Different applications of Computer Vision

by | Mar 5, 2019 | Computer Vision Basics

Computer visions in all its forms!

We can distinguish two major categories of computer vision applications. First, online and offline process automation. Secondly, the development of new types of products and services such as autonomous cars, the Internet of Things (IoT), etc.

 

Offline computer vision applications

Simplified industrial inspection

When it comes to industrial inspection, computer vision allows significant time savings and a lower than average error rate. This is especially true in quality control and predictive maintenance because image recognition makes these processes much faster and efficient.

For instance, SNCF has set up a predictive maintenance technology to assess the state of its trains and rails and anticipate potential maintenance needs. This is possible through computer vision technologies. More specifically, the trains transmit data that the algorithms analyze in real-time for predictive maintenance.

 

Automated checkout

Computer vision allows the automation of the invoicing process, thus creating a fluid customer experience in stores, restaurants, etc. There is no need for barcodes! The technology can recognize each product and immediately invoice it.

Thanks to this technology, the Compass Group has significantly reduced queues in its corporate restaurants and improved the customer experience.

 

Intelligent video surveillance

Thanks to computer vision, it is now possible for companies to make their video surveillance systems intelligent. Indeed, the cameras will be able to detect unusual situations, prevent a potential accident or collect important data for process improvement.

For example, Indigo has understood the added value of these monitoring systems and has implemented them in most of its car parks to ensure better security for its users.

 

Online computer vision applications

The marketplace of the future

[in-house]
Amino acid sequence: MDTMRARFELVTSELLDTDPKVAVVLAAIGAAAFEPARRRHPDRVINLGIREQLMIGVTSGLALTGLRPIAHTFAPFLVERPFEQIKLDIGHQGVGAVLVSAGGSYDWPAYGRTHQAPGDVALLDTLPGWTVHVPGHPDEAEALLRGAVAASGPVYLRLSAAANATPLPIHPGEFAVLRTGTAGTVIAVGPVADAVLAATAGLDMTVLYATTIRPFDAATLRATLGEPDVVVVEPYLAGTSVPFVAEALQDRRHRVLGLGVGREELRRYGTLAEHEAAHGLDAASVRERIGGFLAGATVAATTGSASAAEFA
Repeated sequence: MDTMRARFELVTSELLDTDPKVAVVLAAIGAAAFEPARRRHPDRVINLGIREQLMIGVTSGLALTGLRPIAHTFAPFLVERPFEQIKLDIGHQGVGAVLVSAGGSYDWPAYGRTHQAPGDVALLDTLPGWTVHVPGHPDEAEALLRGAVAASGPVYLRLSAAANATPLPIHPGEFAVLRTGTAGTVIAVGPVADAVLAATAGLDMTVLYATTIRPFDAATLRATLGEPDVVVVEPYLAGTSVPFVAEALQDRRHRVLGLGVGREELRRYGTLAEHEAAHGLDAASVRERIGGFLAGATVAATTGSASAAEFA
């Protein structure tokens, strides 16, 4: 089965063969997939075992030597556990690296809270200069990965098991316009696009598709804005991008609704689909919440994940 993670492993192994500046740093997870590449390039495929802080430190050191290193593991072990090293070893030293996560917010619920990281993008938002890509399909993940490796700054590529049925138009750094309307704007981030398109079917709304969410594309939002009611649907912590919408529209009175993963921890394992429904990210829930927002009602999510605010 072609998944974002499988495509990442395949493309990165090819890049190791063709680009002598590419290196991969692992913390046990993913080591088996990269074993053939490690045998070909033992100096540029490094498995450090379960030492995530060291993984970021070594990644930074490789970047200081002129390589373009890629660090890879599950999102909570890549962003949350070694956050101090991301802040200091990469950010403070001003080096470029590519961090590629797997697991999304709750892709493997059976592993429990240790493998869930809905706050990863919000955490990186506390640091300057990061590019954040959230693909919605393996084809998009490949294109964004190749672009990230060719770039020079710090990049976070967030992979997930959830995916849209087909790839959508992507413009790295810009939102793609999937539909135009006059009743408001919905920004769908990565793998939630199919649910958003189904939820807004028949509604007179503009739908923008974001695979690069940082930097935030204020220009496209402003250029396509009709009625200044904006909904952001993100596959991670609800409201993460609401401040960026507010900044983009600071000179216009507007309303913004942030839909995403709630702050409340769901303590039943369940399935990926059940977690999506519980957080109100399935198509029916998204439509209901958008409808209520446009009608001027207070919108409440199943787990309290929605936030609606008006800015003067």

Marketplaces, such as second-hand markets, need to gather a number of features and photos to create their product sheets. These forms are generally completed by the users of the platform. This is why the use of computer vision is common, even necessary, to simplify and improve completion. Indeed, computer vision makes it possible to recognize the photos posted online, to ensure their consistency with the product description and to offer better referencing on the site. It is important for these marketplaces that products are well categorized and tagged to provide optimal customer experience, in part through quality filtering.

Just like product tagging, visual search has revolutionized the world of online commerce. Indeed, visual shopping has grown enormously in recent years. This new purchase method will allow you to find a product directly from a photo or to propose more precise suggestions for similar products. The potential applications of visual shopping and visual search are still limited but only need to be exploited.

 

Safer social networks

Computer vision can be used for social network moderation. Indeed, the job of moderator has proven to be psychologically challenging because of the amount of content to be processed as well as the type, often inappropriate and shocking.

This is when image recognition can help. Neural networks will learn to recognize content categorized as pornographic, violent, etc. The use of computer vision then allows for more efficient filtering and reduced effort for moderators.

 

From a daily object to an intelligent object: the power of computer vision

The autonomous car is the classic example of an object that becomes intelligent thanks to computer vision. Equipped with cameras, the self-driving car will be able to move around taking into account its environment and interacting with the other vehicles around it. Among other benefits, this technology is likely to significatly reduce the accident rate.

If you are curious to know more about the future of computer vision, don’t hesitate to consult the blog on L’Usine Nouvelle by Augustin Marty, founder and CEO of Deepomatic.

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